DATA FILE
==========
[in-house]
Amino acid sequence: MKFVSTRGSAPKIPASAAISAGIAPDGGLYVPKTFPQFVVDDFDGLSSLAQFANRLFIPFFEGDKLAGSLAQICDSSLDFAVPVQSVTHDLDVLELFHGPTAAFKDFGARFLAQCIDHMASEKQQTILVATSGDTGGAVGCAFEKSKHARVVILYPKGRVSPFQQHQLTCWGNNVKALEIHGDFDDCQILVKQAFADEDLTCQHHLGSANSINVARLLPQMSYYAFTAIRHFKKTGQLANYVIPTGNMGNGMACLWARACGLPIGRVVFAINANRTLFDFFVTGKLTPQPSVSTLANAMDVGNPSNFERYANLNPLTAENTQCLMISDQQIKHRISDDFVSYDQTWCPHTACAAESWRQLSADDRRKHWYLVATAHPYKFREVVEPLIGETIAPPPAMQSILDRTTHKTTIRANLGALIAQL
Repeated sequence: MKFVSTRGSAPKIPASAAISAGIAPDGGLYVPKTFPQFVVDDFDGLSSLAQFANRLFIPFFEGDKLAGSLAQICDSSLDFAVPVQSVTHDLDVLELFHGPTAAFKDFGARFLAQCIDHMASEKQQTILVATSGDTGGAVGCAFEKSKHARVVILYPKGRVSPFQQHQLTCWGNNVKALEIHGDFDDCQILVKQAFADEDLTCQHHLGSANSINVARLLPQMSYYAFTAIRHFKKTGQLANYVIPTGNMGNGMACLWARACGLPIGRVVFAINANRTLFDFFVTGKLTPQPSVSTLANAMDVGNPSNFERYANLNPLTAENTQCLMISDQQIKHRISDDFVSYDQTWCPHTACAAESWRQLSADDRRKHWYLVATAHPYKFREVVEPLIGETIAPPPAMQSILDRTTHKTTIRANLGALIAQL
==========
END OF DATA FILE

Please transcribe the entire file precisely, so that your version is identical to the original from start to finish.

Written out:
[in-house]
Amino acid sequence: MKFVSTRGSAPKIPASAAISAGIAPDGGLYVPKTFPQFVVDDFDGLSSLAQFANRLFIPFFEGDKLAGSLAQICDSSLDFAVPVQSVTHDLDVLELFHGPTAAFKDFGARFLAQCIDHMASEKQQTILVATSGDTGGAVGCAFEKSKHARVVILYPKGRVSPFQQHQLTCWGNNVKALEIHGDFDDCQILVKQAFADEDLTCQHHLGSANSINVARLLPQMSYYAFTAIRHFKKTGQLANYVIPTGNMGNGMACLWARACGLPIGRVVFAINANRTLFDFFVTGKLTPQPSVSTLANAMDVGNPSNFERYANLNPLTAENTQCLMISDQQIKHRISDDFVSYDQTWCPHTACAAESWRQLSADDRRKHWYLVATAHPYKFREVVEPLIGETIAPPPAMQSILDRTTHKTTIRANLGALIAQL
Repeated sequence: MKFVSTRGSAPKIPASAAISAGIAPDGGLYVPKTFPQFVVDDFDGLSSLAQFANRLFIPFFEGDKLAGSLAQICDSSLDFAVPVQSVTHDLDVLELFHGPTAAFKDFGARFLAQCIDHMASEKQQTILVATSGDTGGAVGCAFEKSKHARVVILYPKGRVSPFQQHQLTCWGNNVKALEIHGDFDDCQILVKQAFADEDLTCQHHLGSANSINVARLLPQMSYYAFTAIRHFKKTGQLANYVIPTGNMGNGMACLWARACGLPIGRVVFAINANRTLFDFFVTGKLTPQPSVSTLANAMDVGNPSNFERYANLNPLTAENTQCLMISDQQIKHRISDDFVSYDQTWCPHTACAAESWRQLSADDRRKHWYLVATAHPYKFREVVEPLIGETIAPPPAMQSILDRTTHKTTIRANLGALIAQL